If Roger Staubach decides that he is not a career Navy man and wishes to go sailing on the ocean of a $100,000 pro contract, which almost any owner in the NFL or AFL would gleefully offer, there are just three ways for him to do it. He must get married before his final year begins, fail his grades or flunk his physical. The Navy would frown profoundly on any one of these actions.
No one is likely to learn Roger Staubach's intentions in a postgame interview. At Durham, N.C., after Staubach had led Navy past Duke 38-25 in a game that grew much more theatrical than Hardin had anticipated, a group of well-wishers, relatives, reporters and photographers stared at dressing room guards for an hour while naval brass entered and departed. Finally Budd Thalman announced that he would produce "Rog."
Staubach appeared in his Navy blues with his white cap under his arm and blinked pleasantly while flashbulbs popped. Thalman stood next to Roger, poised to fend off intimate questions. Hardin lit a cigar next to Thalman. The interview lasted eight minutes. It went: Fine game, Roger. Thanks. Tired? Sure am. Were you worried out there? Sure was. You like to run or pass best? I like to pass. You seem to enjoy getting trapped and then running. It's fun when I make a gain. Guess you're looking forward to Army? ("Beat Army," said Thalman.) Sure am. What do you think of all your notoriety, Roger? I like to read the papers after we win. How about during the week? I don't read 'em before we play. Take a lot of razzing from the team? Sure do. It's all in good fun, though. These are all great guys. Why are both of your knees taped? ("New-style uniform," said Hardin hastily. "If it goes over, we'll put it on the market. Heh. Heh. Well, Rog, you're keeping 43 other boys waiting on the bus.")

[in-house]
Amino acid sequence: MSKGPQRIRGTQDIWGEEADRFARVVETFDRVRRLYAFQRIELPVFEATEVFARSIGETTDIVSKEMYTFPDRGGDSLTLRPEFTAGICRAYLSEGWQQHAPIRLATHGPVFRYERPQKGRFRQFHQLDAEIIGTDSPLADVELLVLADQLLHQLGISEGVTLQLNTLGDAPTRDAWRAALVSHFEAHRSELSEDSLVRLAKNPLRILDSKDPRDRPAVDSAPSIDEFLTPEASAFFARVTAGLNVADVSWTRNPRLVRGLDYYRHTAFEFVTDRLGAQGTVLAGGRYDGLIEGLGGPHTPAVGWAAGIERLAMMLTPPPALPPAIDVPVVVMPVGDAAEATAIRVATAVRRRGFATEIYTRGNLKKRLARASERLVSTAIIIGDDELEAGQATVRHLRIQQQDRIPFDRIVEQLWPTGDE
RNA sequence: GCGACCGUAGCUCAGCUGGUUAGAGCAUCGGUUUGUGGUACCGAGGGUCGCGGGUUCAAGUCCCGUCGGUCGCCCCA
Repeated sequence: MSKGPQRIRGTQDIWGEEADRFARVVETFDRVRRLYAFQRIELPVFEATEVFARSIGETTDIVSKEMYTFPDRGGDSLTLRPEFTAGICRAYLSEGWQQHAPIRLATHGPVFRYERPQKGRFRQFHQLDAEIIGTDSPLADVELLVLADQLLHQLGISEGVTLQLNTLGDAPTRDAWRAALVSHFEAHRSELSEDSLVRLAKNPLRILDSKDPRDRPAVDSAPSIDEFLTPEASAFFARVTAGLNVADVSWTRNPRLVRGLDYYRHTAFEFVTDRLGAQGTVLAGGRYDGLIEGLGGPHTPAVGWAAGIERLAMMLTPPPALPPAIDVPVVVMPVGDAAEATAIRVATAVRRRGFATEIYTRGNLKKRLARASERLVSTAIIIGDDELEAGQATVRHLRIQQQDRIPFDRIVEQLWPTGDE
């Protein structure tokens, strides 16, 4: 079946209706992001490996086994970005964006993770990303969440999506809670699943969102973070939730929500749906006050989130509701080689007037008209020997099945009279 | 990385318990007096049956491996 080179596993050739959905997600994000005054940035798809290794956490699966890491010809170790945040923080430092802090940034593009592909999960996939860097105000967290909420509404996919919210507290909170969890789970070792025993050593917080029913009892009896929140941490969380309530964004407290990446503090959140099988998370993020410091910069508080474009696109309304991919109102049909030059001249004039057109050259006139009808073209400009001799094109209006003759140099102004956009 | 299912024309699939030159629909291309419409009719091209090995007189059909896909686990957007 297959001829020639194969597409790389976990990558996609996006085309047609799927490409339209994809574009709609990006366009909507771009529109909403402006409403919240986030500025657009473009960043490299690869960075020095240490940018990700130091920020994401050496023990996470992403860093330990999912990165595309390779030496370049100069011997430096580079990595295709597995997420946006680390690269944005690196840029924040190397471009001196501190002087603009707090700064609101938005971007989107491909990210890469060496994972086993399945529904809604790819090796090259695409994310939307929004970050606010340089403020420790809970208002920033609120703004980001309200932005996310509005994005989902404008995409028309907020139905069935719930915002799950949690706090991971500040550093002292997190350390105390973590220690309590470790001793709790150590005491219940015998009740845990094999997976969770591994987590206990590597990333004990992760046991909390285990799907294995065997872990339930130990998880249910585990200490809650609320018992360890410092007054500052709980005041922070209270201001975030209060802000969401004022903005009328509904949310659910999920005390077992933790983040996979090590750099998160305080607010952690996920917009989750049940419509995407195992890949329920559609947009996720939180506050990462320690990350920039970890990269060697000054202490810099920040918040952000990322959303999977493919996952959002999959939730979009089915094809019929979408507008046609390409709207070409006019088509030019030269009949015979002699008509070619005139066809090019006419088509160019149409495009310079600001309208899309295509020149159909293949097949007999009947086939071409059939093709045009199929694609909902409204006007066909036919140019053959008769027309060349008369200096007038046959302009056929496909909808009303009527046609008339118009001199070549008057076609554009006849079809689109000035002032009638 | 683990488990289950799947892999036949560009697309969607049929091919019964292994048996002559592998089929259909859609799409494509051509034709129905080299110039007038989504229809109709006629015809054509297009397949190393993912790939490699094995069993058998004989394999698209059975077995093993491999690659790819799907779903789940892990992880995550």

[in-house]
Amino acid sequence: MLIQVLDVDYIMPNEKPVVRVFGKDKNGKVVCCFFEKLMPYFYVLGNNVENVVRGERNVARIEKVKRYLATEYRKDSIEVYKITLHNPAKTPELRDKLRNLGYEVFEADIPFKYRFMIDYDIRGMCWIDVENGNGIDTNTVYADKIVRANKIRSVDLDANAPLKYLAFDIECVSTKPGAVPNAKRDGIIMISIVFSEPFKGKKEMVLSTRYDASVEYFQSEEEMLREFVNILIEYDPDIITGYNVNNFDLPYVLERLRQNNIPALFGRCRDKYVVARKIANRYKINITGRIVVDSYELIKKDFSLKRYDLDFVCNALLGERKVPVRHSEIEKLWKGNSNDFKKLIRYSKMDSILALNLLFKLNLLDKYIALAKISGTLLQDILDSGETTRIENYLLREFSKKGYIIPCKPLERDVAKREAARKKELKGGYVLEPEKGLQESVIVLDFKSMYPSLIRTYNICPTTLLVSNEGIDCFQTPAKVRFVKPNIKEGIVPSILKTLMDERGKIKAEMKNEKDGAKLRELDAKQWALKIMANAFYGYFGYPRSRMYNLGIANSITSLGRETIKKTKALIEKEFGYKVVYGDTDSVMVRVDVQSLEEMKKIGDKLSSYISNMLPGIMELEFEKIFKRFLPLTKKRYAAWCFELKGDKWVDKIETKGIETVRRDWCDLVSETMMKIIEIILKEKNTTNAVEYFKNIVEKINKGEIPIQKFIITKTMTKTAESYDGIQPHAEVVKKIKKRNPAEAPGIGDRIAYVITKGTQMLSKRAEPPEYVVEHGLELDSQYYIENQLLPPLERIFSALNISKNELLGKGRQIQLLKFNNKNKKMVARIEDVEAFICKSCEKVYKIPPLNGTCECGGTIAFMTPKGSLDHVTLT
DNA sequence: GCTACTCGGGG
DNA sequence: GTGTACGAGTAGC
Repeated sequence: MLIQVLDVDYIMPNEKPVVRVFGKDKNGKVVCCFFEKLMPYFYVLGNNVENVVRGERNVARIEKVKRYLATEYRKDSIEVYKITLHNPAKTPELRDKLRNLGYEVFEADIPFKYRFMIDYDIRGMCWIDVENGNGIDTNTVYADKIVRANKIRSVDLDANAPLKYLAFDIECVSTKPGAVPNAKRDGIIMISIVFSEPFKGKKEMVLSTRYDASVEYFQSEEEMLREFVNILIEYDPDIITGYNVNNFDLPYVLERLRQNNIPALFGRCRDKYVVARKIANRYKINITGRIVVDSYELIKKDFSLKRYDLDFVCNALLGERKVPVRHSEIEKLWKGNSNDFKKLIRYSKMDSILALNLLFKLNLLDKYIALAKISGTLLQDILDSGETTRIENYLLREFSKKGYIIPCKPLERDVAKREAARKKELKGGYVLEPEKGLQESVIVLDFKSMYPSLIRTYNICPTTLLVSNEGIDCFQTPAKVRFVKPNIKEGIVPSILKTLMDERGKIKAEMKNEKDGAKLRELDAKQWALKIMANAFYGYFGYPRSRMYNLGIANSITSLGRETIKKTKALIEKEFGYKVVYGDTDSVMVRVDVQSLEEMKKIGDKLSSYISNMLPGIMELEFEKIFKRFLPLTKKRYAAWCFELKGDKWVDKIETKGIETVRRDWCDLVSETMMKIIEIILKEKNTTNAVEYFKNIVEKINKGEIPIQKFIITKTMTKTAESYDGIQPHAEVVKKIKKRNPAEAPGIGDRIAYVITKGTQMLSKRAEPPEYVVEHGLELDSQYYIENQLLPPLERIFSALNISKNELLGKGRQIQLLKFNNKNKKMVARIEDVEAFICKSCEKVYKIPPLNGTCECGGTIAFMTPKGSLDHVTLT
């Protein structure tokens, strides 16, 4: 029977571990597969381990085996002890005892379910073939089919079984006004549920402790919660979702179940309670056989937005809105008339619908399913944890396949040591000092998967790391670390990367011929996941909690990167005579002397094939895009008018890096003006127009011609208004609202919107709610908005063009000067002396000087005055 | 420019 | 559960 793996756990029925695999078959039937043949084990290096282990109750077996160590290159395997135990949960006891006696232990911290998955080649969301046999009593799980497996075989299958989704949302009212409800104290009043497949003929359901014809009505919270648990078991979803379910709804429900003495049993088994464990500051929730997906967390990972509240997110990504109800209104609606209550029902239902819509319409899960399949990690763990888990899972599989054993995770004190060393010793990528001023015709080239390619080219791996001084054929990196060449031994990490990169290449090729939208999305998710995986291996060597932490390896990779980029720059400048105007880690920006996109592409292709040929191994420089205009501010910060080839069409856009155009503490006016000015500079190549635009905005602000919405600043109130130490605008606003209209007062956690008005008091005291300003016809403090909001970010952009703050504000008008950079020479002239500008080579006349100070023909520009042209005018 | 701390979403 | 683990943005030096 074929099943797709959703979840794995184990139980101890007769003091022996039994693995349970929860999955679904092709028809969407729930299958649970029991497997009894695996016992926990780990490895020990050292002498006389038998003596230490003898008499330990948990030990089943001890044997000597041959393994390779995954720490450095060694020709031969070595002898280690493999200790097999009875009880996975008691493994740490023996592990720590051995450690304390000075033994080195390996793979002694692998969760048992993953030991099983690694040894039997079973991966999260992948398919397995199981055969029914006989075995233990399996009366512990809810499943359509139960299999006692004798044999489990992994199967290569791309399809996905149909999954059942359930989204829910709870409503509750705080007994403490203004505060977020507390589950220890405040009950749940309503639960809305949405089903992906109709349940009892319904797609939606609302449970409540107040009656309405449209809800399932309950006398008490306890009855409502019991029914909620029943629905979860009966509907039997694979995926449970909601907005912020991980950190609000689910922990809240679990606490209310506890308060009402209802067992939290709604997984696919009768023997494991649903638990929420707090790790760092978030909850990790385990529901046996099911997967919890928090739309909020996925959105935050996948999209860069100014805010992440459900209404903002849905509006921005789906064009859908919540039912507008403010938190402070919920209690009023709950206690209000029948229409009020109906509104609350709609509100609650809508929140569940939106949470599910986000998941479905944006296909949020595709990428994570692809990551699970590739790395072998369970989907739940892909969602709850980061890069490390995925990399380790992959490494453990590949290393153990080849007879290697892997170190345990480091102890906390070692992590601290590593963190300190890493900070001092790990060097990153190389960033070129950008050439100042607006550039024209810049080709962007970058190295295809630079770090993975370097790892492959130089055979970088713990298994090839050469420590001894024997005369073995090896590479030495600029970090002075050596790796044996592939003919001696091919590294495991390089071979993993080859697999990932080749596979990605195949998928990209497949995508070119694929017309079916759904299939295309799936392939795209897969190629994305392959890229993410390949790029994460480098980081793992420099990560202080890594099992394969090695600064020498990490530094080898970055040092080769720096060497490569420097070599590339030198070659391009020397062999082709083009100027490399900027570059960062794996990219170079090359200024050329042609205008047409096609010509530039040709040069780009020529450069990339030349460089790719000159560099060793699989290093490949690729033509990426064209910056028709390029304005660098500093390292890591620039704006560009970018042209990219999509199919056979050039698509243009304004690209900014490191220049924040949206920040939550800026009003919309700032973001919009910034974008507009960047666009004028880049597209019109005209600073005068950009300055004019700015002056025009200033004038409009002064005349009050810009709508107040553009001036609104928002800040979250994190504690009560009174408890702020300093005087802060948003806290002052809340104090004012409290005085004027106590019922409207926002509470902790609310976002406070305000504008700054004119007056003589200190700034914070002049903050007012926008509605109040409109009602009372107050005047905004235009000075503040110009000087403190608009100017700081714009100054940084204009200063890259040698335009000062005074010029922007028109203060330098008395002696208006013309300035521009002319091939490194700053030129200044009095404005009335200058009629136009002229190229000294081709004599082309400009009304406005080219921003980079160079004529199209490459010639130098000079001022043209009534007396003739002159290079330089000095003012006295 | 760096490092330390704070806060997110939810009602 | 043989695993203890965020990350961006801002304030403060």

A photographer moved in about three feet from Staubach, crouched down and aimed up for a portrait shot. Thalman pressed his hand against the photographer's shoulder, smiled, wiggled his finger like a teacher telling a child he has been naughty and said, "Too close." Staubach lingered over a couple more questions, and Hardin said, "Forty-three other boys waiting, Roger. Let's go."
Outside Staubach stopped to sign autographs for four teen-agers. Hardin stepped in. "Write the academy, boys. He'll send you an autographed picture. Let's go, Rog." With that, Roger Staubach disappeared into the custody of his keepers, not to reappear until another Saturday.
The Saturday that may—or may not—transcend all others is the Saturday of Nov. 30. The marching and singing of the midshipmen and cadets always—even in a less tragic time—provides football with its most extraordinary setting. Once the flashing figure of Roger Staubach appears, the question of Navy public relations becomes incidental. For Navy, for Army, and certainly for millions of Americans, Staubach's true measure can be taken only on the field of action.